Named in homage to Nineteen Ways of Looking at Wang Wei, this book contains 19 short essays on consciousness. Ostensibly, a single experiment—the case of a patient who was artificially induced to laugh during brain surgery—serves as a common touchpoint to unify the essays, but I'm not sure how successful it is in shedding light on that case or consciousness in general. House is a clever writer, but because the ideas are presented in the form of poetic prose rather than precise argument, it's difficult for me to get a clear sense of what the questions are, what the proposed answers are, and how those answers are to be assessed. What I took away from the book instead is a menagerie of little facts:
- There's evidence that people having lucid dreams experience subjective time at the same rate as when they're awake—"their subjective, incepted time...not only has a time keeping device but that it may be the same one we always use".
- A study found that some people who played the game Dinner Date came to believe the events of the game had happened to them.
- There are cells in the brain that "overlay a regular, repeating, triangular grid" (and "maybe this is also behind the remarkable effectiveness of 'memory palace' tricks").
- What happens when "you cordon off each eye by placing a divider between them ... and show each eye a different image"? "People ... report viewing ... usually every few seconds, an alternation back and forth between the two images."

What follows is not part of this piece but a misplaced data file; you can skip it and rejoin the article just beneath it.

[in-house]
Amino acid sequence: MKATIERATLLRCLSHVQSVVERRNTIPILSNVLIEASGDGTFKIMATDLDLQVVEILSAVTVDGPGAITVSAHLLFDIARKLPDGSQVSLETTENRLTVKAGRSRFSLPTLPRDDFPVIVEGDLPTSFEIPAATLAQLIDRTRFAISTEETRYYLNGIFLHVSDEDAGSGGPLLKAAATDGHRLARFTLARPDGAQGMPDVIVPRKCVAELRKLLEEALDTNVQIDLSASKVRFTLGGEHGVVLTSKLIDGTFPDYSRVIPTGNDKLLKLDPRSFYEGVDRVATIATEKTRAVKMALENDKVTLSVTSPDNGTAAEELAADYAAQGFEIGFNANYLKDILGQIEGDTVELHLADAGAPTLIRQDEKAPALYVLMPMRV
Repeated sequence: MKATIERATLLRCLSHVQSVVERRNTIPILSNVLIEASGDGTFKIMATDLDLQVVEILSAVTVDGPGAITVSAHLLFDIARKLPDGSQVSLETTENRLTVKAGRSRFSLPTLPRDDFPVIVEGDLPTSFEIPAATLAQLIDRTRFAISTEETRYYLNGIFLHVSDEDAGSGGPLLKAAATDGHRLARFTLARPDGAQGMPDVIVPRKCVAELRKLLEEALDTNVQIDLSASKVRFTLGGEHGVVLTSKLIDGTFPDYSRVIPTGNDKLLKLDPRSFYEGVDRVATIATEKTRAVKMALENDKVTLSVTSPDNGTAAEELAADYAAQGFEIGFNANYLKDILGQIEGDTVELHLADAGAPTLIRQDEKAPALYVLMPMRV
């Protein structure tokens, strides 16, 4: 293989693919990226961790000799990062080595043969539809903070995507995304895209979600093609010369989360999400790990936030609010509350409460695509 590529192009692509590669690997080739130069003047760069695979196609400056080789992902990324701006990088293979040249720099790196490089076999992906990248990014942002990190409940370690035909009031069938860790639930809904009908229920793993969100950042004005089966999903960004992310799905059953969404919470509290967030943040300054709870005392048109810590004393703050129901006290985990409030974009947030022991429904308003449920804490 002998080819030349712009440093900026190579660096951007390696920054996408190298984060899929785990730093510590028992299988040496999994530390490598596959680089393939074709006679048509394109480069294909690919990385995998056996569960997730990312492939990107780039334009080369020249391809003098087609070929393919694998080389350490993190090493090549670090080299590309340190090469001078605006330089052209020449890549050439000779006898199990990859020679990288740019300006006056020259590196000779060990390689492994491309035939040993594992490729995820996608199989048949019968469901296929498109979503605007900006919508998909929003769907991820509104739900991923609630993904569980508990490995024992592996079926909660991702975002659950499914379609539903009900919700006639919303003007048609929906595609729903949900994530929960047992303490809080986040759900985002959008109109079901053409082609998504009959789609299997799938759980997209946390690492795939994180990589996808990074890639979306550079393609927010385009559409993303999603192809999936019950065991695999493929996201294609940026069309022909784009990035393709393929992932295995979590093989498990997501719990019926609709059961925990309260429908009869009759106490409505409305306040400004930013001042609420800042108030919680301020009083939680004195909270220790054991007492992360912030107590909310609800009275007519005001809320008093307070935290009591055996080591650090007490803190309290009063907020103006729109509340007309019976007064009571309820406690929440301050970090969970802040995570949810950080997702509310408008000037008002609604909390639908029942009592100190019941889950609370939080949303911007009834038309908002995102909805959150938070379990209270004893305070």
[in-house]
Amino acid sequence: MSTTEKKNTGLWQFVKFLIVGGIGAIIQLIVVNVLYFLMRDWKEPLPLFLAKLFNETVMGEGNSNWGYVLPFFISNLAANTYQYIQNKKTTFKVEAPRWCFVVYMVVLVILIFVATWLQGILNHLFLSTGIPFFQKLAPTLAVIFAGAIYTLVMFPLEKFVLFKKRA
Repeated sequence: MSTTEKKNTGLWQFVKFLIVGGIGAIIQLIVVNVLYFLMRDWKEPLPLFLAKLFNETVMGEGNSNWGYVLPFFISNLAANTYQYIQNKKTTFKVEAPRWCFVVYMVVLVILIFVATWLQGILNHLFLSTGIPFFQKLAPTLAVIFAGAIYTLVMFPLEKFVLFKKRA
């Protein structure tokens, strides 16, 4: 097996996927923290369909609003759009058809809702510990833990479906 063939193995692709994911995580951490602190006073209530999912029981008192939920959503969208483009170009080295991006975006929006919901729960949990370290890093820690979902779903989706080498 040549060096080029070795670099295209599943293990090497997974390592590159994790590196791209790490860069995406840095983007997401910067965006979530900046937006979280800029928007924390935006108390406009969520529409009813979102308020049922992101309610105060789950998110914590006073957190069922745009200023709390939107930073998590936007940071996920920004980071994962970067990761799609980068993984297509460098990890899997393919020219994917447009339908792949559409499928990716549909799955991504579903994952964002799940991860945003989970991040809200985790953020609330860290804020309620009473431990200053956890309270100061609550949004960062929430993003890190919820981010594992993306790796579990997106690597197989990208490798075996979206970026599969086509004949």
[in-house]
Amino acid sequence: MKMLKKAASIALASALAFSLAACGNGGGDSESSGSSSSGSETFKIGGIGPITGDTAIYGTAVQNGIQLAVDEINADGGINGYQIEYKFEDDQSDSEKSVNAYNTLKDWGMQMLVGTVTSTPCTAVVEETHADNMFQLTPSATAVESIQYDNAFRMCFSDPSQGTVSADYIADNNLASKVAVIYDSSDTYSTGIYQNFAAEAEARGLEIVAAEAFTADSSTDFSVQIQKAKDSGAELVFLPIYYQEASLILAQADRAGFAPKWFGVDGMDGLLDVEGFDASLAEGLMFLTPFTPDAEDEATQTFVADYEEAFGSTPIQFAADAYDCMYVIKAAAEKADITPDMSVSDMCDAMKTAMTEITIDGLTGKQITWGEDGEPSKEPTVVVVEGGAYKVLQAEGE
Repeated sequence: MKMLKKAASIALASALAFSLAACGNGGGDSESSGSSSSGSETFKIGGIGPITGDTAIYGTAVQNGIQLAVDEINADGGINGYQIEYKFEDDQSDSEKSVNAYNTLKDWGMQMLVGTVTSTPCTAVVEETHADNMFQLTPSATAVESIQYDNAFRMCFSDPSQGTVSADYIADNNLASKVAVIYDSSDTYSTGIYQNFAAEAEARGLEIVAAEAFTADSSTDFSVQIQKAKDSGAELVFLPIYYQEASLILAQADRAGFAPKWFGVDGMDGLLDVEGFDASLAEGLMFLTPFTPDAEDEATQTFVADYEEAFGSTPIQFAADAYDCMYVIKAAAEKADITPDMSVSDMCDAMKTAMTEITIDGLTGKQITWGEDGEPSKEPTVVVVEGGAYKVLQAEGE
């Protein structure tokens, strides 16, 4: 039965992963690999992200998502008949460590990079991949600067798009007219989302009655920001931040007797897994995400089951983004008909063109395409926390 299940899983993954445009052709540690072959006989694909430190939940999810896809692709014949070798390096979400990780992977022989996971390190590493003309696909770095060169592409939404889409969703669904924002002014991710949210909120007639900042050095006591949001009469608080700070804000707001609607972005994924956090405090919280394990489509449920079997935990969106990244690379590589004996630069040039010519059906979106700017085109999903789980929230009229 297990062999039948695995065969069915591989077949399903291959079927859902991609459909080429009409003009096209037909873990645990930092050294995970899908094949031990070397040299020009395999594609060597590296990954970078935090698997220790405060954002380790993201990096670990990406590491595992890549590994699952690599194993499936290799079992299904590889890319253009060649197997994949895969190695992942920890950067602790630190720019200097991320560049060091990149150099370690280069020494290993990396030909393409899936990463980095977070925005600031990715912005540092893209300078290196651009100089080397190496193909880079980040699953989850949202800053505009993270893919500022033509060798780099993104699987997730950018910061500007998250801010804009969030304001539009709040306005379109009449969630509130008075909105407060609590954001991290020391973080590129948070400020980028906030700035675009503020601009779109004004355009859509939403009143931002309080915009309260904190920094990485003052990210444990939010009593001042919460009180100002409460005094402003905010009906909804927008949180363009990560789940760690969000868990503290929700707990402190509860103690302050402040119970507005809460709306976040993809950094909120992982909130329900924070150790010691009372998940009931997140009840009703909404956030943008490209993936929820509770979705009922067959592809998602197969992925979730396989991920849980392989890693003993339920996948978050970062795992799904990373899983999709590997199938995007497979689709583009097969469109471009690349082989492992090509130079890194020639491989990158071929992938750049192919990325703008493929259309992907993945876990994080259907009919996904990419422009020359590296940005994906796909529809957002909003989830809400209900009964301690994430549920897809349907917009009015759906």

- On schizophrenia: "The number one nongenetic risk factor for schizophrenia is migrancy; many of the other risks involve being born in or living in urban environments, and there is a Tolstoy effect, where moving to a rural area can remove the increase in risk."
- Neuroscientist Dr. Jonathan Leong, who was interviewed in the book, had approximately 1/4 of his brain's neurons removed and believed his personality and abilities were largely unchanged.
- Pinball goes back further in history than I would have guessed. (...the second chapter is mostly a history of pinball.)
- There's a spinning restaurant in Norway that sounds pretty awesome.
- The emperor Nero appointed someone to be his "arbiter of elegance", which is definitely a contender for coolest job title ever.